Skip to comments.A Standing Ovation
Posted on 06/01/2003 8:53:52 PM PDT by bruinbirdman
The long-anticipated Segway is finally hitting the streets. After taking a test ride, all we can say is, Man, is this cool or what?
Get used to it: Your kids are going to want one--and the urge might sneak up on you, too. The Segway Human Transporter may or may not change the face of urban transportation, save the environment and bring back Elvis, but it is a pisser to ride. Once the most-hyped secret invention since the A-bomb, code-named It and Ginger, the Segway sprang from the almost impossibly fertile mind of medical technology innovator Dean Kamen (who, it's worth noting, didn't do the hyping himself). What it is, is a 16- by 14-inch aluminum platform with two 14-inch wheels on either side, and a scooter-style handlebar on a stem. What it does is so soothing it's actually spooky, bringing to mind Arthur C. Clarke's dictum that "any sufficiently advanced technology is indistinguishable from magic."
There are no brakes on this austere vehicle, no accelerator, no steering wheel. You step aboard and it "oscillates" for a few seconds, getting the feel of you, and then it's fully cruise-able, at 6 mph in "learning mode," and 12.5 mph flat-out. Lean forward, it goes forward, lean back, it stops (or goes in reverse if you lean back far enough). It is next to impossible to fall off. The Segway simply won't let you--unless you crash into the stoop of a brownstone town house, as I did during a brief spin around Manhattan's Greenwich Village.
The only handlebar control is a throttlelike device that turns the Segway left or right; I, uh, turned it left. Meant to go right. I had been marveling at the company's confidence in letting me ride this hoss without signing a legal waiver or donning any protective gear. Hitting that stoop did bring the Segway PR rep hoofing it down the block at a pretty good clip, though.
Man, machine and masonry were all unscathed.
The company's confidence in the machine is built in. Despite the fact that it weighs only a little more than 80 pounds and folds up to fit into an average car trunk, the Segway carts around an impressive amount of redundant technology. Its two high-speed electric motors operate as one but can act independently (and incidentally, by using reverse torque instead of friction for braking, the motors convert the energy of your motion to help replenish the battery). You stay upright despite all clumsiness thanks to its two tilt sensors and five gyroscopes, oriented so that at least two of the gyroscopes sense and correct for any angular motion.
Further proof that the Segway is a vehicle designed by geniuses to be ridden by idiots is that a company called Keolis is installing kiosks in Paris where any inexperienced Pierre off the street can rent a Segway with the swipe of a card and whir over to the next Metro station. (It conks out if not returned after a certain distance, and a locator device will allow Keolis to track it down.) The Segway is also in use or under study by several big-city police departments, the National Park Service and various companies with vast warehouse spaces to navigate. In the golden age of SUVs, it may seem important to know that the Segway is "all-terrain." (The PR rep cagily told us the U.S. military "probably wouldn't confirm" the Segway's use in Iraq, but she assured us, "It works great in sand.")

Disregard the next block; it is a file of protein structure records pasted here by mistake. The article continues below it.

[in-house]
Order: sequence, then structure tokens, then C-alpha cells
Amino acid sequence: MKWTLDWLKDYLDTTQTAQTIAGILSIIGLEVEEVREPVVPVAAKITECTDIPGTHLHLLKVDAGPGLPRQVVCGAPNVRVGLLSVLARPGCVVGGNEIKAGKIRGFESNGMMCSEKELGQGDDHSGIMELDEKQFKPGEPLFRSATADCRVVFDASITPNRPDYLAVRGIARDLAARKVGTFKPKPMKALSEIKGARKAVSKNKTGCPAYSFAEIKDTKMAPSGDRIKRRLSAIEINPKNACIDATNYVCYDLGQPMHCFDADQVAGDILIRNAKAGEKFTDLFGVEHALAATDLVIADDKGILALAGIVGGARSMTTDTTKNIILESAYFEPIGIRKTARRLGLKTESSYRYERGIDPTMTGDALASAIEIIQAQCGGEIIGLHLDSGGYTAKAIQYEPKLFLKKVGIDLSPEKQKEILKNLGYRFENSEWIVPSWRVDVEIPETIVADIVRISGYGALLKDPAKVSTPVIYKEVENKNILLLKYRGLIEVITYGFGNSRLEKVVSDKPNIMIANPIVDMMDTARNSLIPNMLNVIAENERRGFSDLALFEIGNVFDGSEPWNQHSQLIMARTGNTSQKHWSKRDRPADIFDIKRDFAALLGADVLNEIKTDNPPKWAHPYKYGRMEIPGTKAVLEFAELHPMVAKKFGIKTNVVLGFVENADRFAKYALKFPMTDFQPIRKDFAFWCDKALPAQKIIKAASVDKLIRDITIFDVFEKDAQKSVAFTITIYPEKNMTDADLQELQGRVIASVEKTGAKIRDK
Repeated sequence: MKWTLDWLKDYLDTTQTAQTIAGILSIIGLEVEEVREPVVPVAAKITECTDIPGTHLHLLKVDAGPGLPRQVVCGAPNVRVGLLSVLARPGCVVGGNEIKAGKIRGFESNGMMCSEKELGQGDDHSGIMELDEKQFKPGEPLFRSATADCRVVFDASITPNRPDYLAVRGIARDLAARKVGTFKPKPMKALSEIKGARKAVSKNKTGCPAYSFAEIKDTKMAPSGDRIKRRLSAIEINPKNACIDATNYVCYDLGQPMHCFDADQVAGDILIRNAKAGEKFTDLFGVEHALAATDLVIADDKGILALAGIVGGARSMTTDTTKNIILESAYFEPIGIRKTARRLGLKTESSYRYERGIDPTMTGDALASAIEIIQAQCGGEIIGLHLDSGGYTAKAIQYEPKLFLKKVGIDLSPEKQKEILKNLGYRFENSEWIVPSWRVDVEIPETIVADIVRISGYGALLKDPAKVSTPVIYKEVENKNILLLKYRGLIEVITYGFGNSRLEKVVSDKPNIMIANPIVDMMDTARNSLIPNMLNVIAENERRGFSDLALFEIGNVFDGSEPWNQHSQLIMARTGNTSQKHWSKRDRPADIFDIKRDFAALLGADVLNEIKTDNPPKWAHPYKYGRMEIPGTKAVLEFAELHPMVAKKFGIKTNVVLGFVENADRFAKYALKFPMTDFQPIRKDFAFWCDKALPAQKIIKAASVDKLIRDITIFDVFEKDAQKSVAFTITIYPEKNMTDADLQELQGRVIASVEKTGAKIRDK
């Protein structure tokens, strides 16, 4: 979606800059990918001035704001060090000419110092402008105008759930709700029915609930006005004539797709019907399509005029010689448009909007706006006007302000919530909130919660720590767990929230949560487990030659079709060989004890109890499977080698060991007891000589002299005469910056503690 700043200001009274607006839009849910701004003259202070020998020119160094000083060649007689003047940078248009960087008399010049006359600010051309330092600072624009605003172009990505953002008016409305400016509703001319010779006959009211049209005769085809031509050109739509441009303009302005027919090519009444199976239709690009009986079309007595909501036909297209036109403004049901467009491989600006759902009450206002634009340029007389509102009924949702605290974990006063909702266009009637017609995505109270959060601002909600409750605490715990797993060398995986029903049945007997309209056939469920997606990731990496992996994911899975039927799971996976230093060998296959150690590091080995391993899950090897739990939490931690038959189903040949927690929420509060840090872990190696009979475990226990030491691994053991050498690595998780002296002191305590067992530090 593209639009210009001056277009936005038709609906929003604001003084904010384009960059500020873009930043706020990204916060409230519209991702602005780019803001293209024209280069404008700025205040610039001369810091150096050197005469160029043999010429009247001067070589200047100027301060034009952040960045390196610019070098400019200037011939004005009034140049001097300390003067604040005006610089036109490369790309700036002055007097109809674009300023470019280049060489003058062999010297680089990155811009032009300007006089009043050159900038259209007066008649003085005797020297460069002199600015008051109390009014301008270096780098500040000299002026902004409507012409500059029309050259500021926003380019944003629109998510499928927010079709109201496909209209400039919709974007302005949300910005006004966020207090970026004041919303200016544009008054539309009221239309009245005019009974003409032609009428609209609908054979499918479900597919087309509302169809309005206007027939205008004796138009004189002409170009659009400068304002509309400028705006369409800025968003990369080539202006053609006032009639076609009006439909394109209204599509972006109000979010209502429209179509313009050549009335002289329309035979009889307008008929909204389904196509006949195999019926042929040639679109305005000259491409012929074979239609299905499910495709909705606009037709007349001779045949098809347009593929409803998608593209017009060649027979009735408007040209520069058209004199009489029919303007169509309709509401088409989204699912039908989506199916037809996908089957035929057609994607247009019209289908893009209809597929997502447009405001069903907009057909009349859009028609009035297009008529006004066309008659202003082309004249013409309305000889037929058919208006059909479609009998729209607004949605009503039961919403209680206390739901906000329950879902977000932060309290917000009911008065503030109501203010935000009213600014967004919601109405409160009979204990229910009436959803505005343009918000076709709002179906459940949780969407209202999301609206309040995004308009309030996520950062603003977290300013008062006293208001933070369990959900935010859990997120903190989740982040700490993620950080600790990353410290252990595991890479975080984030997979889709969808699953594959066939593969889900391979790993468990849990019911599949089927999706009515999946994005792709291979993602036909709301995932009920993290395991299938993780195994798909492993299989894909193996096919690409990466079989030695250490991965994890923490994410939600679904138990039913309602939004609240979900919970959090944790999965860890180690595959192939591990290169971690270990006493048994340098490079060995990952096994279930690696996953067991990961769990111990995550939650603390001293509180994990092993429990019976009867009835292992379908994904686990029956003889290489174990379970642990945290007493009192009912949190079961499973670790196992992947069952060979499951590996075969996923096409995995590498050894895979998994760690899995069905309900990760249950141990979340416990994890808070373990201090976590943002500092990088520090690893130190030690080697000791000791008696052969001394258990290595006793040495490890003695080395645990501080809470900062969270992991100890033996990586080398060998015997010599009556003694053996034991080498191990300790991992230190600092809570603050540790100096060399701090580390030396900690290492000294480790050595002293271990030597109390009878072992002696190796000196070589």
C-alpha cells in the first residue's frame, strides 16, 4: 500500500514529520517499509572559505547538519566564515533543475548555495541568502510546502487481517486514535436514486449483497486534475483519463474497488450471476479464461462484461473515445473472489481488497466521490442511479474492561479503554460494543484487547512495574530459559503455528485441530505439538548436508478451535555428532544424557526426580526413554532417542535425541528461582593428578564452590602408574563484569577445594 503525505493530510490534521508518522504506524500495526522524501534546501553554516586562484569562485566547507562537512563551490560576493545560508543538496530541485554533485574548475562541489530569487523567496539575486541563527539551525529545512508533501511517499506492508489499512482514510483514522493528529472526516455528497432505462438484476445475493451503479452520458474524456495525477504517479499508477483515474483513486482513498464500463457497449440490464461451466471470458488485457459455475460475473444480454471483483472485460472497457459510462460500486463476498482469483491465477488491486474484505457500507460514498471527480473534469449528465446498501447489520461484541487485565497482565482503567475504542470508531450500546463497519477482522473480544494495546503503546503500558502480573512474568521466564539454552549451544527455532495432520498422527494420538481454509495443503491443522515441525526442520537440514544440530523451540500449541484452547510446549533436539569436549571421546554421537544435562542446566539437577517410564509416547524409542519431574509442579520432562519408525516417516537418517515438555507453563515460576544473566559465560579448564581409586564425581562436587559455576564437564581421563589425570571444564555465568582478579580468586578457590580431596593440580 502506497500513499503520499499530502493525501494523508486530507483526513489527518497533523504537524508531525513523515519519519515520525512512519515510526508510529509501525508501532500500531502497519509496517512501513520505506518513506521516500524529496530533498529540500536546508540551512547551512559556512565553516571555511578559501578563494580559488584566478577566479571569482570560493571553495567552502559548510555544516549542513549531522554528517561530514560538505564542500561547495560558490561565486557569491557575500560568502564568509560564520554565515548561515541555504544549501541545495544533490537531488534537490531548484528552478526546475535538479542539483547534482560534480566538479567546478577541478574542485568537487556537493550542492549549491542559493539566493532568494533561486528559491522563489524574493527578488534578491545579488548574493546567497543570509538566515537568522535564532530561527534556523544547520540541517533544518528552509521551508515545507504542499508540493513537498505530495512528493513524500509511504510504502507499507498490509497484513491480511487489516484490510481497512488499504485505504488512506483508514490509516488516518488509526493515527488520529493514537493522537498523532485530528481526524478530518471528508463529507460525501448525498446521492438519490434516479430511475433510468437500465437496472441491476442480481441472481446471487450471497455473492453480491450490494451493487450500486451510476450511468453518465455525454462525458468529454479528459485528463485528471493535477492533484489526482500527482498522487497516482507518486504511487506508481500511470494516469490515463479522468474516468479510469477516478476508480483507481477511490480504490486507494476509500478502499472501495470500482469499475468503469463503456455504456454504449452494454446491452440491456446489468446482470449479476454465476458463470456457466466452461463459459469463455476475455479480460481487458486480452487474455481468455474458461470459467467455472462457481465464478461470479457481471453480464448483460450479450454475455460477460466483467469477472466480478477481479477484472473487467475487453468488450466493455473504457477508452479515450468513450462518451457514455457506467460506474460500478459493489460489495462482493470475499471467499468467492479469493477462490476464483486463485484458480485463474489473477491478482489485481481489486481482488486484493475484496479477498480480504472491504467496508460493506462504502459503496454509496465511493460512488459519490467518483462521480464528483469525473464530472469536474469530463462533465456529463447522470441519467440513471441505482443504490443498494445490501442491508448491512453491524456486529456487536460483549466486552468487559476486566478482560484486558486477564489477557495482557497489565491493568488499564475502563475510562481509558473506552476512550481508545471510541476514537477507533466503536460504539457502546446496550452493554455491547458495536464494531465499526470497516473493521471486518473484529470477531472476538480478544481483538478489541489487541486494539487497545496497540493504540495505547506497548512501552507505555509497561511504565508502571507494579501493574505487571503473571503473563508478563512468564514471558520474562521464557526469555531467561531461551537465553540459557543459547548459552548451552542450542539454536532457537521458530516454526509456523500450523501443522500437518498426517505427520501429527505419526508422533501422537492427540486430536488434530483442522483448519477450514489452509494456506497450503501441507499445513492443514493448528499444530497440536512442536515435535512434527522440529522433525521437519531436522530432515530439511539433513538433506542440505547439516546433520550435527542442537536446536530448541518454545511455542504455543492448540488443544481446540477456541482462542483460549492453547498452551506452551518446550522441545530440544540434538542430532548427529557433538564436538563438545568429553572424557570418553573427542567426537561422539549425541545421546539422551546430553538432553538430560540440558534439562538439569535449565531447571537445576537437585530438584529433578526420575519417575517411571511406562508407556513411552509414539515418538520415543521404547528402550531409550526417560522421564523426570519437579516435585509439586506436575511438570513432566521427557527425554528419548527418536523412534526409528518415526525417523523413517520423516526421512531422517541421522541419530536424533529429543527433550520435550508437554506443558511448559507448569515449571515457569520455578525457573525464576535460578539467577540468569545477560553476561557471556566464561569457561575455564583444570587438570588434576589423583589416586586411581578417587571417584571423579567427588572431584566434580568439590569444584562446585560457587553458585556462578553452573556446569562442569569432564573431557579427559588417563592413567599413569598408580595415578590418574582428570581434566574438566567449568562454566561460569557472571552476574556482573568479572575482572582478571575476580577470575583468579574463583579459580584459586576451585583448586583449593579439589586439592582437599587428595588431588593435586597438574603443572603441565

So what's on the horizon for these techno-scooters, yours for $4,950 exclusively at www.amazon.com? Ideas around our office ranged from Ben-Hur-like chariot races with blade-studded wheels to Segway polo to, more mundanely, Segway lawn mowing. If its future success can be predicted from its present appeal, it should be one smooth ride.
You can rent on while on vacation in Paris.
I asked her "how is it?" She answered "Better than the fantasy." That is my report.
BAE developed the Segway's technology and the machine was launched in America in December. It has already been bought by US Special Forces and fitted with tyres that enable troops to ride through woods and across beaches and deserts.
The US Army is also putting the Segway through trials at its bases, where it is being used to move troops and to patrol perimeter fences.
Dean Kamen, the Segway's inventor, said: "The special forces are thrilled with them. The transporters can carry the soldiers and their equipment which, these days, with surveillance, telecommunications and everything else, can weigh up to 100 lbs per man."
"It means the soldiers can move more quickly and more efficiently, saving valuable time and energy, " he said. - - The Daily Telegraph